Dominic is digging his holes again, searching. His fortune, he says, he buried it out here in this sun-beaten sea of sand and sage. It was at the foot of the cottonwood along the wash, where the rain ran thin like veins—and then the flood. Or it was under the skull-shaped rock on the western edge of this land, this once-ranch where I was raised, or beneath the heap of rusty chains that rests among the tinder like a heavy coil of snakes? He can’t remember, he says. It was right here. Or maybe there. His body sags, shoulders slanted like the undone fences, face poorly hung, a portrait on a crooked nail. He plans to take his fortune and buy a drink, he says. One for every ghost that roams these high desert hills. “There are many ghosts,” he tells me, “and I’ll soon be one of them.” He knows this, he says, and he knows he will be thirsty. “But I don’t expect a fancy-pants city boy like you to understand.”
The fortune was not a fortune, after all, but a stash of musty cash, soft as blossoms from hands and time. Hardly enough to cover the gas it took me to get from L.A., much less a round for every soul beyond the veil. He’s at the final fence post now, three eastward paces from X-marks-the-spot, spade biting into the still-wet sand. He’d be getting warmer had I not unearthed the cigar box days ago, before the rain and before they let him come home. Seizures. They’re getting worse and more frequent. “Really, your father should be admitted permanently,” they said. “But he’s of sound mind and nothing if not persistent.” He was only half lucid when I first arrived. That’s when he told me about his fortune, pleaded. “We’ll be so thirsty,” he said. It took some time, but it was there, three feet beneath the dust. A life’s hoard. Little more than a pittance. I should probably say something. Tell him to stop digging. Remember the rain, I should say. The flood. This kind of land can’t drain quickly. The sand has turned to muck. Nothing is like it was. Maybe I should give it back, his fortune. But he needs to eat, and I need to feed him. Besides, I have an idea the search is all he has left to live for. I tell myself this, not for the first time, then he thrusts the spade again into the ground and his ageing frame seizes, a stone stanchion for one eternal second before he falls. The life’s weight is sudden. My shoes are bricks in the thickness, but still I run.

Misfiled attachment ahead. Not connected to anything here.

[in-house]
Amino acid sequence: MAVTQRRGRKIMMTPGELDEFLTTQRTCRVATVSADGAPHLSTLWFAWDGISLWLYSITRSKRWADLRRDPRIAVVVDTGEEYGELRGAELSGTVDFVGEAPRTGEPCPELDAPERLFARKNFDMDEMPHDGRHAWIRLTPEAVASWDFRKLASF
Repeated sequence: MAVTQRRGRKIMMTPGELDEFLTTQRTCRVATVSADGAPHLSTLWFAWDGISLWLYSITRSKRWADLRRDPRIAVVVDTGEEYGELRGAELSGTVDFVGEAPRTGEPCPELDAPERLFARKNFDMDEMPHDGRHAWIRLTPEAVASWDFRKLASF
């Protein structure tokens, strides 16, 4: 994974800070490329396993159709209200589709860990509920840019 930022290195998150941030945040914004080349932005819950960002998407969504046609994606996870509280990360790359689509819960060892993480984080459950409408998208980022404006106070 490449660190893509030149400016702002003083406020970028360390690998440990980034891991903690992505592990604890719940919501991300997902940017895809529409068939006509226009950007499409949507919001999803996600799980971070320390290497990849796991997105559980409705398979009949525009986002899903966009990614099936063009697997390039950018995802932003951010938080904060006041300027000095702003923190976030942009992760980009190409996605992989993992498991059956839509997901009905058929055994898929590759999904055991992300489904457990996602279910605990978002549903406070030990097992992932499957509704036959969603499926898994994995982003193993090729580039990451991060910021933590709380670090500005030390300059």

My Hyundai dies inside the canyon, and I have to climb, cutting my hands on sheer faces. My palms have grown soft from years away from this place, but my bones, they remember. There’s a bluff above, where he would tell me stories as a child, his eyes and throat alight with liquor, shrouded in a cloud of hand-rolled smoke. Stories of tricksters and familiars and La Llorona, the weeping woman. Stories about where the stories come from. Stories about where we’ve been and where we go. “I bought the most expensive brand,” I say, sitting on the edge. The cork squeaks free. I drink, and I hold the bottle high, mouth to the moon. My chest is a forge, and in my fist a poison jewel. “Drink,” I tell them. “Drink.” Even the sky is choked with ghosts.